Home Depot (NYSE:HD) has been a winning stock for investors for a long time, returning 110% over the last five years. It is the leader in the home improvement industry, generating record-breaking sales of $132.1 billion in the recently ended fiscal 2020, much more than its rival, Lowe’s.
Even though it’s widely known that Home Depot is an outstanding business, the stock has lagged the S&P 500 over the past six months. This seems like a dislocation to me, and signals that investors are being shortsighted by worrying about the business’s prospects this fiscal year as stay-at-home restrictions are lifted and consumers will spend less money on their homes.
But the long-term story for Home Depot remains intact, presenting investors with a buying opportunity.
Strength in the business
The company performed extremely well last year, with sales and net income jumping an impressive 19.9% and 14.4%, respectively. However, it is expected that Home Depot’s growth in the current year will be quite paltry, as consumer spending shifts from home improvement projects to travel, entertainment, and anything else that was held off during the pandemic.
Investors willing and able to look past the near-term weakness understand that the company is still in a great position to succeed for many years. Same-store sales (known as comparables, or comps in short) were already rising at a healthy clip for years before they skyrocketed nearly 20% last year. Transaction counts and average ticket size have also been trending upwards for some time, demonstrating that Home Depot was doing quite well before receiving a pandemic boost.
Although the do-it-yourself (DIY) segment clearly shined throughout the past year, it’s a positive sign that Home Depot’s do-it-for-me (DIFM) segment had its best three-month period of fiscal 2020 in Q4, registering accelerated growth. It seems as though consumers with more complex and costly projects are comfortable with contractors being in their homes, and this continued strength in the DIFM business could offset any drop-off in DIY revenue in the coming quarters.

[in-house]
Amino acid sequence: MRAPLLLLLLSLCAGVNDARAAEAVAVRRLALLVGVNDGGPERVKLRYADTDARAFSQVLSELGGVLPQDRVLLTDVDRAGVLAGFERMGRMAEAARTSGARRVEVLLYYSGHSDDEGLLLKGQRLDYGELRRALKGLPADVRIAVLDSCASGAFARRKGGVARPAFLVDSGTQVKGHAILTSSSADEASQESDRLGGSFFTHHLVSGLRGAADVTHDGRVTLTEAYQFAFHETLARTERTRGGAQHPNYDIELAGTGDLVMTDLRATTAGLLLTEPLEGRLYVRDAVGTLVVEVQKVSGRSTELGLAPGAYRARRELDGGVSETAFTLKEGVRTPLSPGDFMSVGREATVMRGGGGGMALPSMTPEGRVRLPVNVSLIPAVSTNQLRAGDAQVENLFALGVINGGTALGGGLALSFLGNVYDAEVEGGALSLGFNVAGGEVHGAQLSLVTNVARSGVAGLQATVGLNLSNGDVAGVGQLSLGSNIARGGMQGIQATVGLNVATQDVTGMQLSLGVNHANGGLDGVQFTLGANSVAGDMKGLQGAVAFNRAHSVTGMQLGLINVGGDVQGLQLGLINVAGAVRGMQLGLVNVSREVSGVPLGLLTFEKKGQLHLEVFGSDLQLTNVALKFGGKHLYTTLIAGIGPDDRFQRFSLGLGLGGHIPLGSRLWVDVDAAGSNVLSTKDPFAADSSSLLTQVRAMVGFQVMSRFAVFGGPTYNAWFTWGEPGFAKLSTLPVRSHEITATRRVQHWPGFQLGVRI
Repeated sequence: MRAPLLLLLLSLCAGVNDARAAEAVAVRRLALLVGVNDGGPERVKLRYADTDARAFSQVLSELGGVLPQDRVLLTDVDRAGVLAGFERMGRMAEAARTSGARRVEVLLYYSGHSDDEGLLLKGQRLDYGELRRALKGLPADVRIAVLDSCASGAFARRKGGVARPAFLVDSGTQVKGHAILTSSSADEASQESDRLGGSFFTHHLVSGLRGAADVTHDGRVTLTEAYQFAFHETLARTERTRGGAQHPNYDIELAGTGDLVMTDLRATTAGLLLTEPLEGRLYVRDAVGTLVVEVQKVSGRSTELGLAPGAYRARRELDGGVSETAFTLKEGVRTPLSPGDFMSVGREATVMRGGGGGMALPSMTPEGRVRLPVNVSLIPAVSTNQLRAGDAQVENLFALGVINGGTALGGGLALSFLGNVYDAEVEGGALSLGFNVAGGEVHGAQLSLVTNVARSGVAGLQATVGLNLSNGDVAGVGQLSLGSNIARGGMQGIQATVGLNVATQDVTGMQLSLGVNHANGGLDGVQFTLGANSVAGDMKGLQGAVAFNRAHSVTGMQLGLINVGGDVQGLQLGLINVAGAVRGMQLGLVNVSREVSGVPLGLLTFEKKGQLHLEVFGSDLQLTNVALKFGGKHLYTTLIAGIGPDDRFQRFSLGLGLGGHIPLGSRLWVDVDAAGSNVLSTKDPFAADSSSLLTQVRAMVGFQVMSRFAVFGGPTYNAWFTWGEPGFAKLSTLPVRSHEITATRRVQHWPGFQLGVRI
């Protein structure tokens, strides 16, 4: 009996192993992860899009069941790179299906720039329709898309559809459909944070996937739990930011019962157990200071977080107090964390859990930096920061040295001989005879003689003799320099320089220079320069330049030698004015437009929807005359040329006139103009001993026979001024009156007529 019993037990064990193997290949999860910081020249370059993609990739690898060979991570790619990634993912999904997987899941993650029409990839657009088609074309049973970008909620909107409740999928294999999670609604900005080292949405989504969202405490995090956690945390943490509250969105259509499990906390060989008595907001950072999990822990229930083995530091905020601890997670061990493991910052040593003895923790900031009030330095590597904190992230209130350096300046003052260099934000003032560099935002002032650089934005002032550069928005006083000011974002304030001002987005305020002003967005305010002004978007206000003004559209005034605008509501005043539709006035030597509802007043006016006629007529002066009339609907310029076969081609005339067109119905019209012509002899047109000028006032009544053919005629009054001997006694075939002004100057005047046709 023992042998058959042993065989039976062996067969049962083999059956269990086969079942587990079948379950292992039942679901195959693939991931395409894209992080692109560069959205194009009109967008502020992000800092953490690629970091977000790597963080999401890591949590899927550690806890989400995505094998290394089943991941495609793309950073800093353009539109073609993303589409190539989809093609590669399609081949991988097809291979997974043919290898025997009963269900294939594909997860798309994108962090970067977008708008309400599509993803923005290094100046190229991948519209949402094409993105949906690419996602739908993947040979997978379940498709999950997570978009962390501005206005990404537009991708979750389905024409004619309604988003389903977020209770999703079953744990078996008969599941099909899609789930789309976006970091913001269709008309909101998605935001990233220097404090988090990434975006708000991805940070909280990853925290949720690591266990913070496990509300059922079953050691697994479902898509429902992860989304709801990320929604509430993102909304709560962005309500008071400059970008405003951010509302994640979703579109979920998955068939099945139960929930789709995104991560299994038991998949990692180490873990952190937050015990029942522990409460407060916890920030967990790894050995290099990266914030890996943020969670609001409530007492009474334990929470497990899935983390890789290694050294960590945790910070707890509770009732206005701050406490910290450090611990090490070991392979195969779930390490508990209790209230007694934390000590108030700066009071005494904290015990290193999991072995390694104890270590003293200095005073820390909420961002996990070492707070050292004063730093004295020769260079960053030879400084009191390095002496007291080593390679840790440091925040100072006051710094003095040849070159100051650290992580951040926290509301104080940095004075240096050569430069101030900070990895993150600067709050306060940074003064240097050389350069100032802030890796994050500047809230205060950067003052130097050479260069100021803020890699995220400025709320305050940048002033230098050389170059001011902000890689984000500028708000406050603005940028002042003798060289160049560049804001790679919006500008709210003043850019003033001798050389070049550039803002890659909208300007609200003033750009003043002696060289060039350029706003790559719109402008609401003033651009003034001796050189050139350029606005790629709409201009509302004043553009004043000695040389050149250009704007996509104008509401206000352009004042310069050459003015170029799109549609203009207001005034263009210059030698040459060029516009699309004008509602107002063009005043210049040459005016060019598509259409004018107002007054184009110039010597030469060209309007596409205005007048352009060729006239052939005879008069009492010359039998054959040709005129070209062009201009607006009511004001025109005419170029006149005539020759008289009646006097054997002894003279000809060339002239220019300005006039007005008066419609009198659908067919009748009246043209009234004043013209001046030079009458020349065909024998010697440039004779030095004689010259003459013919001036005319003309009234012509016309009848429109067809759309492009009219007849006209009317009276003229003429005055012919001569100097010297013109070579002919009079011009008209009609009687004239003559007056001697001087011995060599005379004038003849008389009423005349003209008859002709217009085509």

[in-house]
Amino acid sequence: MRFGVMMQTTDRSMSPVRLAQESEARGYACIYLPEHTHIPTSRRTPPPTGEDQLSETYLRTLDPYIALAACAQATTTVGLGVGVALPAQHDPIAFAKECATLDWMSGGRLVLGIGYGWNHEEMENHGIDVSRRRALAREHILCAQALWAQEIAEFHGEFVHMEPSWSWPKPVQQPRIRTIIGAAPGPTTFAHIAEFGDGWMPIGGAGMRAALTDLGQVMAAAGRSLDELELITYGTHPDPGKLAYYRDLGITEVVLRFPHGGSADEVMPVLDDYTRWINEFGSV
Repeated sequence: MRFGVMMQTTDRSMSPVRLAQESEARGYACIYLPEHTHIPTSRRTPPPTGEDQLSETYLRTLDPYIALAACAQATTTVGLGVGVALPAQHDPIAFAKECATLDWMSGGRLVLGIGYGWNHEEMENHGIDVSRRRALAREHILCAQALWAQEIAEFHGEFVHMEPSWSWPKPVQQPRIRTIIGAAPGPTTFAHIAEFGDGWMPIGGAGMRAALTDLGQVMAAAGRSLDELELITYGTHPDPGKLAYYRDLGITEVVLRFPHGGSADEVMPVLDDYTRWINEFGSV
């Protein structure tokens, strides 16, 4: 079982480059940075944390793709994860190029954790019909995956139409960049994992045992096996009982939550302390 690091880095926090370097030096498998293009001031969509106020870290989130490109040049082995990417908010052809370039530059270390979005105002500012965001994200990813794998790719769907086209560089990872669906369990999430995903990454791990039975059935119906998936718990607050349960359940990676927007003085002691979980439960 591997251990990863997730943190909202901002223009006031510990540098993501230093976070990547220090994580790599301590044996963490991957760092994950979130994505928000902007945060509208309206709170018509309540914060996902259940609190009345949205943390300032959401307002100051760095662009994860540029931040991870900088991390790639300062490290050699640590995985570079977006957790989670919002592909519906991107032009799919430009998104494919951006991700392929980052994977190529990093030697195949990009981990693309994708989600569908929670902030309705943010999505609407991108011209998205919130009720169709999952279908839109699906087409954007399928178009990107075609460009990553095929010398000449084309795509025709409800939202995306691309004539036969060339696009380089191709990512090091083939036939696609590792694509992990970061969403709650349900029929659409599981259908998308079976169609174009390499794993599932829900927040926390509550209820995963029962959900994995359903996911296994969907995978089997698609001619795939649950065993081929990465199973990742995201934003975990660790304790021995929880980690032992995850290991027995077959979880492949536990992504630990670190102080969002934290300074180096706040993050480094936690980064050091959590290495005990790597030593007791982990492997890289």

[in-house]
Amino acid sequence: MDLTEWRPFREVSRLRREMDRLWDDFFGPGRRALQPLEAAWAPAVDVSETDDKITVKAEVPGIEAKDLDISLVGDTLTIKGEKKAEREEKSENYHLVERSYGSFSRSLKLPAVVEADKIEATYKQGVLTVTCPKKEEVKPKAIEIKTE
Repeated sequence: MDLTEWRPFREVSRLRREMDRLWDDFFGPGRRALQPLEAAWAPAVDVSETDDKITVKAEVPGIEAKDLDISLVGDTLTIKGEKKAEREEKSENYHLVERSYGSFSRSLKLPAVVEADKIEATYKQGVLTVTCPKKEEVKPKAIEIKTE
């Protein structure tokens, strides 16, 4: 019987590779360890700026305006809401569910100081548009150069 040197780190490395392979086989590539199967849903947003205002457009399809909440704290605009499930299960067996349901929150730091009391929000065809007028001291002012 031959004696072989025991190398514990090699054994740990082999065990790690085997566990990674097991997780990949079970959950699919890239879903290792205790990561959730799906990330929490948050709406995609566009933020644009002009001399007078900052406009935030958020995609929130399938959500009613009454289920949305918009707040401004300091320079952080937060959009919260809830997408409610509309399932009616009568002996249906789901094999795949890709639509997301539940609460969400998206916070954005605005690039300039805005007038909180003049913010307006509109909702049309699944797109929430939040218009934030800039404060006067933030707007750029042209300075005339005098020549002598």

Home Depot should also keep benefiting from its One Home Depot initiative, leaning heavily on investments made to bolster the supply chain and enhance the digital experience for shoppers. Digital sales rose 83% in the most recent quarter, with 55% of orders picked up at a store, proving that the interconnected retail strategy is working.
And the recent purchase of HD Supply will expand Home Depot’s capabilities in the maintenance, repair, and operations space, further propelling growth for many years to come.
What about valuation?
Wall Street’s intense focus on the next 12 months is probably why Home Depot’s stock has trailed the broader stock market over the last year. Investors who have the patience to think long term are being presented with the opportunity to buy the stock at only 21 times next year’s earnings.
This is a bargain price for such a solid business that has grown, and will continue to grow, its sales and profit for a long time. Investing in stocks is the best way to build wealth, so when given the chance to purchase a stake in outstanding businesses, don’t think twice. Buying Home Depot is that opportunity today.
This article represents the opinion of the writer, who may disagree with the “official” recommendation position of a Motley Fool premium advisory service. We’re motley! Questioning an investing thesis — even one of our own — helps us all think critically about investing and make decisions that help us become smarter, happier, and richer.
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